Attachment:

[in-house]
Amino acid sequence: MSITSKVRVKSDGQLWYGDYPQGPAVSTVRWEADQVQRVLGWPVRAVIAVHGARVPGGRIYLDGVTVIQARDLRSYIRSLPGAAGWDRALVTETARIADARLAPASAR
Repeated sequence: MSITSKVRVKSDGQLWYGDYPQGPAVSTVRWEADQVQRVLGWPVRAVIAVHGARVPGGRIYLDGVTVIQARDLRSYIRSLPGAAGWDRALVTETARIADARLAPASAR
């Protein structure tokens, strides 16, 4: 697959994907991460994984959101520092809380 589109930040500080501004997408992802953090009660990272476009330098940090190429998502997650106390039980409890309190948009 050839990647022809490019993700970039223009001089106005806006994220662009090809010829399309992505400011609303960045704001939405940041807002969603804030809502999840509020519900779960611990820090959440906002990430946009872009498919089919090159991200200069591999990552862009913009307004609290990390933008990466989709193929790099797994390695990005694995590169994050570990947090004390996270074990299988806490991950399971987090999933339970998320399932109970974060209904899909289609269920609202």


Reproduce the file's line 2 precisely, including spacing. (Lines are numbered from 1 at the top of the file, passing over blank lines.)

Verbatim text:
Amino acid sequence: MSITSKVRVKSDGQLWYGDYPQGPAVSTVRWEADQVQRVLGWPVRAVIAVHGARVPGGRIYLDGVTVIQARDLRSYIRSLPGAAGWDRALVTETARIADARLAPASAR